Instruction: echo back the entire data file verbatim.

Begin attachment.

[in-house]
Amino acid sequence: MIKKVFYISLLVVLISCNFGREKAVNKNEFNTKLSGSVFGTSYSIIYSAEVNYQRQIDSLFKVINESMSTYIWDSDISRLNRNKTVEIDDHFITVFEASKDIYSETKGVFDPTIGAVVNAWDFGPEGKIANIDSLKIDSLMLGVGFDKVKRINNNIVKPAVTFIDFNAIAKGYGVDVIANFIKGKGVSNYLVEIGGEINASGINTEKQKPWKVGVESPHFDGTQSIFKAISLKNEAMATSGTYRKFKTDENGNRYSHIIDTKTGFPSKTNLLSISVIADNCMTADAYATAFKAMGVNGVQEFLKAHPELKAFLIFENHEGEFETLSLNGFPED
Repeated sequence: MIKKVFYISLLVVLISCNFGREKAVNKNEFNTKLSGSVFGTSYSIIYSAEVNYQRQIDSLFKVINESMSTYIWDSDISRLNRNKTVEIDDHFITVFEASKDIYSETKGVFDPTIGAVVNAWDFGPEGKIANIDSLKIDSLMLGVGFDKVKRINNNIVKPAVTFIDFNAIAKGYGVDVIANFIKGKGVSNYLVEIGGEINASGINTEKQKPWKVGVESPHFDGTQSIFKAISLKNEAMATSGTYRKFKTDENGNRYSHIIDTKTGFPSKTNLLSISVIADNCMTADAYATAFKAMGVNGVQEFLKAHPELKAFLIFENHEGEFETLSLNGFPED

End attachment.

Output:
[in-house]
Amino acid sequence: MIKKVFYISLLVVLISCNFGREKAVNKNEFNTKLSGSVFGTSYSIIYSAEVNYQRQIDSLFKVINESMSTYIWDSDISRLNRNKTVEIDDHFITVFEASKDIYSETKGVFDPTIGAVVNAWDFGPEGKIANIDSLKIDSLMLGVGFDKVKRINNNIVKPAVTFIDFNAIAKGYGVDVIANFIKGKGVSNYLVEIGGEINASGINTEKQKPWKVGVESPHFDGTQSIFKAISLKNEAMATSGTYRKFKTDENGNRYSHIIDTKTGFPSKTNLLSISVIADNCMTADAYATAFKAMGVNGVQEFLKAHPELKAFLIFENHEGEFETLSLNGFPED
Repeated sequence: MIKKVFYISLLVVLISCNFGREKAVNKNEFNTKLSGSVFGTSYSIIYSAEVNYQRQIDSLFKVINESMSTYIWDSDISRLNRNKTVEIDDHFITVFEASKDIYSETKGVFDPTIGAVVNAWDFGPEGKIANIDSLKIDSLMLGVGFDKVKRINNNIVKPAVTFIDFNAIAKGYGVDVIANFIKGKGVSNYLVEIGGEINASGINTEKQKPWKVGVESPHFDGTQSIFKAISLKNEAMATSGTYRKFKTDENGNRYSHIIDTKTGFPSKTNLLSISVIADNCMTADAYATAFKAMGVNGVQEFLKAHPELKAFLIFENHEGEFETLSLNGFPED